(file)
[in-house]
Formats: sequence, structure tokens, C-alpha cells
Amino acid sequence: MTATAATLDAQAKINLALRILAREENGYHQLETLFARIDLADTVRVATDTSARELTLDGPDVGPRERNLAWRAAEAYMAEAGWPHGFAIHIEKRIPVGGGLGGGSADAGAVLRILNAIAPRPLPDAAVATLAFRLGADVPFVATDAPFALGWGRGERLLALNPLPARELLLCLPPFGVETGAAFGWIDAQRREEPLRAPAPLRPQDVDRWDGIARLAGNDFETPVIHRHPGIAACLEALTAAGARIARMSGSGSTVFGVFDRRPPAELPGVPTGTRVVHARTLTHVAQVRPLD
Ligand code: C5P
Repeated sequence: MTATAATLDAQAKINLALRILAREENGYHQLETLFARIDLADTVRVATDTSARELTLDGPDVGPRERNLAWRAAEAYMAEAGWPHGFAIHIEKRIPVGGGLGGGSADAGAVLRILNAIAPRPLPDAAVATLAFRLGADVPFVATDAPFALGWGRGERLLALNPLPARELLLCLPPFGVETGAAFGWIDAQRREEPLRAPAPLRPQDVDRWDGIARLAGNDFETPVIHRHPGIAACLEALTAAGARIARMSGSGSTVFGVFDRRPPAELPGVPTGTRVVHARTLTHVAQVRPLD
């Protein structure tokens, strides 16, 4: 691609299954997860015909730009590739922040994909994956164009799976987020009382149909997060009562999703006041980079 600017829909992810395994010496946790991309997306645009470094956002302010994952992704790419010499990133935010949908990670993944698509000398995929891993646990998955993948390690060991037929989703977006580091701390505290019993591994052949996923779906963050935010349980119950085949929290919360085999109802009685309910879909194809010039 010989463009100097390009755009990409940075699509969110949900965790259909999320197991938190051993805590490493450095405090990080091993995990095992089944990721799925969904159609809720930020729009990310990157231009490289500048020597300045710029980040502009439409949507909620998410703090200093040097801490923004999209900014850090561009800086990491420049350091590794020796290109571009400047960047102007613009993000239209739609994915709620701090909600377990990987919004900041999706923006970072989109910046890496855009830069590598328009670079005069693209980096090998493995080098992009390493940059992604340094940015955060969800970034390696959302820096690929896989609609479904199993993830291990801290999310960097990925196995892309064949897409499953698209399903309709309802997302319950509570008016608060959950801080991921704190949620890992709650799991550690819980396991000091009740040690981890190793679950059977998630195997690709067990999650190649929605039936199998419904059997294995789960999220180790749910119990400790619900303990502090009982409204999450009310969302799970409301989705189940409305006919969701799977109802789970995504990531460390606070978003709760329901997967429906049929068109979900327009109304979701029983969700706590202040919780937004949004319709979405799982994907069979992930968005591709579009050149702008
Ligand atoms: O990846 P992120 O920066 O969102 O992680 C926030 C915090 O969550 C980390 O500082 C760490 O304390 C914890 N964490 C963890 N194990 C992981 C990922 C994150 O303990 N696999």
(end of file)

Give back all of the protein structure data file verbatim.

[in-house]
Formats: sequence, structure tokens, C-alpha cells
Amino acid sequence: MTATAATLDAQAKINLALRILAREENGYHQLETLFARIDLADTVRVATDTSARELTLDGPDVGPRERNLAWRAAEAYMAEAGWPHGFAIHIEKRIPVGGGLGGGSADAGAVLRILNAIAPRPLPDAAVATLAFRLGADVPFVATDAPFALGWGRGERLLALNPLPARELLLCLPPFGVETGAAFGWIDAQRREEPLRAPAPLRPQDVDRWDGIARLAGNDFETPVIHRHPGIAACLEALTAAGARIARMSGSGSTVFGVFDRRPPAELPGVPTGTRVVHARTLTHVAQVRPLD
Ligand code: C5P
Repeated sequence: MTATAATLDAQAKINLALRILAREENGYHQLETLFARIDLADTVRVATDTSARELTLDGPDVGPRERNLAWRAAEAYMAEAGWPHGFAIHIEKRIPVGGGLGGGSADAGAVLRILNAIAPRPLPDAAVATLAFRLGADVPFVATDAPFALGWGRGERLLALNPLPARELLLCLPPFGVETGAAFGWIDAQRREEPLRAPAPLRPQDVDRWDGIARLAGNDFETPVIHRHPGIAACLEALTAAGARIARMSGSGSTVFGVFDRRPPAELPGVPTGTRVVHARTLTHVAQVRPLD
């Protein structure tokens, strides 16, 4: 691609299954997860015909730009590739922040994909994956164009799976987020009382149909997060009562999703006041980079 600017829909992810395994010496946790991309997306645009470094956002302010994952992704790419010499990133935010949908990670993944698509000398995929891993646990998955993948390690060991037929989703977006580091701390505290019993591994052949996923779906963050935010349980119950085949929290919360085999109802009685309910879909194809010039 010989463009100097390009755009990409940075699509969110949900965790259909999320197991938190051993805590490493450095405090990080091993995990095992089944990721799925969904159609809720930020729009990310990157231009490289500048020597300045710029980040502009439409949507909620998410703090200093040097801490923004999209900014850090561009800086990491420049350091590794020796290109571009400047960047102007613009993000239209739609994915709620701090909600377990990987919004900041999706923006970072989109910046890496855009830069590598328009670079005069693209980096090998493995080098992009390493940059992604340094940015955060969800970034390696959302820096690929896989609609479904199993993830291990801290999310960097990925196995892309064949897409499953698209399903309709309802997302319950509570008016608060959950801080991921704190949620890992709650799991550690819980396991000091009740040690981890190793679950059977998630195997690709067990999650190649929605039936199998419904059997294995789960999220180790749910119990400790619900303990502090009982409204999450009310969302799970409301989705189940409305006919969701799977109802789970995504990531460390606070978003709760329901997967429906049929068109979900327009109304979701029983969700706590202040919780937004949004319709979405799982994907069979992930968005591709579009050149702008
Ligand atoms: O990846 P992120 O920066 O969102 O992680 C926030 C915090 O969550 C980390 O500082 C760490 O304390 C914890 N964490 C963890 N194990 C992981 C990922 C994150 O303990 N696999």